Wednesday, December 09, 2015

"Use it or lose it," Religion Included

"Use it or lose it." We have probably all heard this expression, which is used in many different contexts. It applies to budgets and physical fitness and just about anything else you might imagine. How about religion?

A report has just been issued by the Commission on Religion and Belief in British Public Life in Great Britain, in which a panel of political and religious leaders conclude that the country is now more secular than Christian. Other religions and those with no religion at all need to be acknowledged in rites and institutions.
Key recommendations include:
  • The creation of a  Magna Carta-style secular statement of values governing public life as an alternative to the much proclaimed but little understood adherence to “British values “
  • The scrapping of religious assemblies for schoolchildren, along with the segregation of children by faith at schools throughout the land.
  •   An end to the dominance of  26 Anglican male bishops in the House of Lords (the British Parliament’s Upper House) and their replacement with Muslim imams, Jewish rabbis and other non-Christian clerics.
  • The complete overhaul of the coronation service for the next monarch (Charles, Prince of Wales) so that leaders of faiths other than Christianity play major roles.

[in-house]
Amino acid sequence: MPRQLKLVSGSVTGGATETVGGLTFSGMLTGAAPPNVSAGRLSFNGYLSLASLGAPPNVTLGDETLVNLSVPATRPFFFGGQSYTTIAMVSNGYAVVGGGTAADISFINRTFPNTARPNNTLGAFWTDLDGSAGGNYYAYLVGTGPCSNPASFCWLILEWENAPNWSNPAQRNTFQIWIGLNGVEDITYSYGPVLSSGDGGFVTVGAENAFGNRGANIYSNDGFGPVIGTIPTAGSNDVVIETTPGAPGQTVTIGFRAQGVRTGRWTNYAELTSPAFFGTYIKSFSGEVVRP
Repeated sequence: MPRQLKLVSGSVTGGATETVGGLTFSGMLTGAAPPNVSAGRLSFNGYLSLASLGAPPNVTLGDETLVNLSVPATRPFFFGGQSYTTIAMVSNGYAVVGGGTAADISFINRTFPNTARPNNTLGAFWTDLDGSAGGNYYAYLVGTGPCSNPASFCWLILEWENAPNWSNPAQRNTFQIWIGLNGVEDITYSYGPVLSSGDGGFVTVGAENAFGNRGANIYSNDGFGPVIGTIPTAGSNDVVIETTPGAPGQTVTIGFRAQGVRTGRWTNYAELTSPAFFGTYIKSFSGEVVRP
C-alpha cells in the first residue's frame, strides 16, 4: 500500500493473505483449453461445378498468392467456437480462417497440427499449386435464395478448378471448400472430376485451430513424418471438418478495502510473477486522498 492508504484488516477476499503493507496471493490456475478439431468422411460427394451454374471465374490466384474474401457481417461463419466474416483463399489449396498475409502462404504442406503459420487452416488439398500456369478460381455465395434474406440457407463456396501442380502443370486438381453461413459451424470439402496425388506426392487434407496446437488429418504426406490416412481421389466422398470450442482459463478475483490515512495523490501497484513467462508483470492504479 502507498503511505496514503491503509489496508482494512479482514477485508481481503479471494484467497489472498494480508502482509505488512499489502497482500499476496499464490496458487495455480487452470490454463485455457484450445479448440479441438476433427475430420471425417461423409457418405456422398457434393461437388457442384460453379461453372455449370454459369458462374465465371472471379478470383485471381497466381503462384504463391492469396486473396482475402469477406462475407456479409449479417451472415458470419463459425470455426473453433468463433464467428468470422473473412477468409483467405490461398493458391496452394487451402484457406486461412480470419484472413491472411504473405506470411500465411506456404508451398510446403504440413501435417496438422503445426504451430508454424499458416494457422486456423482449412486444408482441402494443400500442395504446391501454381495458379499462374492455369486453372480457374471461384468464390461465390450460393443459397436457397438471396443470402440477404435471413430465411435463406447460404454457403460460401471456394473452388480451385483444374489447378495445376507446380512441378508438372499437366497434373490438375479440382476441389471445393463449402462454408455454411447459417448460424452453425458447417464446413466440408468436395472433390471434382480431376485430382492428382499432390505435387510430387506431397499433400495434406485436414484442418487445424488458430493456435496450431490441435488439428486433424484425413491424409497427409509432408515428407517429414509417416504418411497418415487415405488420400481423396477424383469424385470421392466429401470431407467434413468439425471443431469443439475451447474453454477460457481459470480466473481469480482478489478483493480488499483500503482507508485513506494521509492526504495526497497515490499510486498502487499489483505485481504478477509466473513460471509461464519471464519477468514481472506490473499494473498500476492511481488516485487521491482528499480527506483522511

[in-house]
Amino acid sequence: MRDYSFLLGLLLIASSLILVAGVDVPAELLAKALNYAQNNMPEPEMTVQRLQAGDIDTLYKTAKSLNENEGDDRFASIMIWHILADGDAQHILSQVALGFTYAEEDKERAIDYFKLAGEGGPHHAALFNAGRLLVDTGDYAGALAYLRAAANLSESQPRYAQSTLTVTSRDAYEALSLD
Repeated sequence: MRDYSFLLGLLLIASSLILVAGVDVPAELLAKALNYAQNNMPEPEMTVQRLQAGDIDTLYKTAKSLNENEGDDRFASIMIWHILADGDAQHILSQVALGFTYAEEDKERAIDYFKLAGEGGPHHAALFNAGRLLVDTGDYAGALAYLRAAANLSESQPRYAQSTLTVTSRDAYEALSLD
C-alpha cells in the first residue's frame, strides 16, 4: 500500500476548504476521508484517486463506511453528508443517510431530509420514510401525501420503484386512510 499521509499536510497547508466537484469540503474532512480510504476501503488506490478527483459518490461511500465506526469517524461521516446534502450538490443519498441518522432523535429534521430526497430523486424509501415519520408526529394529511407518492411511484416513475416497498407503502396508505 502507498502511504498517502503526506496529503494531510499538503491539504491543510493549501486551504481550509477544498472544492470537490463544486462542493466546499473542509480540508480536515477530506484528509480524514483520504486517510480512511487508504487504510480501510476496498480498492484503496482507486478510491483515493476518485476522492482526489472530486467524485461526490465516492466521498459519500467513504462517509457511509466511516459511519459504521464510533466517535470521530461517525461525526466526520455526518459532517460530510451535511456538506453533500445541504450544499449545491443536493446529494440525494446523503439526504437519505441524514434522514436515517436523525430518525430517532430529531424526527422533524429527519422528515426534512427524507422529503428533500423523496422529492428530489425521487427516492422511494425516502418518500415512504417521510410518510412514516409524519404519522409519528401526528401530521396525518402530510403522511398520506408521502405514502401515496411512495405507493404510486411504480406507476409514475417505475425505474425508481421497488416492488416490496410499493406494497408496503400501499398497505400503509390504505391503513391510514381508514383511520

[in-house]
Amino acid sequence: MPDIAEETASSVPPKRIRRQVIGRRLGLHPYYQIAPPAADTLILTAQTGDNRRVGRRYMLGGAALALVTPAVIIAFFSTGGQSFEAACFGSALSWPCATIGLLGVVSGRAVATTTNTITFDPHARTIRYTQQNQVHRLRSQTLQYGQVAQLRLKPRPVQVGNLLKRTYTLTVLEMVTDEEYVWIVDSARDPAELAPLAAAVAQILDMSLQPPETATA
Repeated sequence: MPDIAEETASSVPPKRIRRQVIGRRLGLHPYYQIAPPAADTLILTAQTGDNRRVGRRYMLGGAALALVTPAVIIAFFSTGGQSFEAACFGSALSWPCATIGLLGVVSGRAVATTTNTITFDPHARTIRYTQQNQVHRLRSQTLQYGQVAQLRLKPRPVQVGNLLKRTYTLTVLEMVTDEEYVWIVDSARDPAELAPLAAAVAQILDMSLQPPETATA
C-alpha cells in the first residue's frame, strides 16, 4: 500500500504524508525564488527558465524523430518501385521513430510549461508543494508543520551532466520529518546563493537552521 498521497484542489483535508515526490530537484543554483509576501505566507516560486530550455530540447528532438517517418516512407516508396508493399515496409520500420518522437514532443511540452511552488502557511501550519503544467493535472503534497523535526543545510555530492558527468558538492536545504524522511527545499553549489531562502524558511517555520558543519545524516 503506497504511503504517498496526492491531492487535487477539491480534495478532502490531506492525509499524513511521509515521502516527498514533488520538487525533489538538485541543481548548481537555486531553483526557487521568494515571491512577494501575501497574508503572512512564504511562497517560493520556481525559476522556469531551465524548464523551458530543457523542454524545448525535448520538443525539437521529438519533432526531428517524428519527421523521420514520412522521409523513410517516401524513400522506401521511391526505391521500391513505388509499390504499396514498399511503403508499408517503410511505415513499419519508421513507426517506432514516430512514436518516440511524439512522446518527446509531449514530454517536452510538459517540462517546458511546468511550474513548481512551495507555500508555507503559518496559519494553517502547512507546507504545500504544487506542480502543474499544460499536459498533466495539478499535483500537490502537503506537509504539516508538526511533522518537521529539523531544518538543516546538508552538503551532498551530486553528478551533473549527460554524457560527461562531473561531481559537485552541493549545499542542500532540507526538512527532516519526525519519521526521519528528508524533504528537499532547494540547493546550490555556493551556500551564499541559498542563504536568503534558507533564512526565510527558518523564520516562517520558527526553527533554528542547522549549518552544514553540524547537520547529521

This is a big deal in a nation where the Church of England is so closely tied by tradition to the monarchy. In the wartime film Mrs. Miniver both the announcement of World War II and the climax are set in the local parish church, and the vicar applies Psalm 91 (“Thou shalt not be afraid for the terror by night; nor for the arrow that flieth by day”) to the dark days ahead. The hymns, too, are chosen for dark times: “O God, Our Help in Ages Past” and “Onward Christian Soldiers,” the latter defiantly sung at the climax in a bombed-out church.
Yet since the end of the Second World War the CofE has shrunk drastically and only a small portion of the population attends worship except for "hatch, match, and dispatch." Even there, the shift to other rituals is dramatic.
Once again we see the secularization of a society, much like our own, although often people will invoke "Christian values," even if they rarely darken the door of a place of worship.
Whenever I see these stories I am reminded of how important it is to maintain our witness, as a loving, caring Christian alternative in a secular world. That's the way Christianity began, and where we are again.

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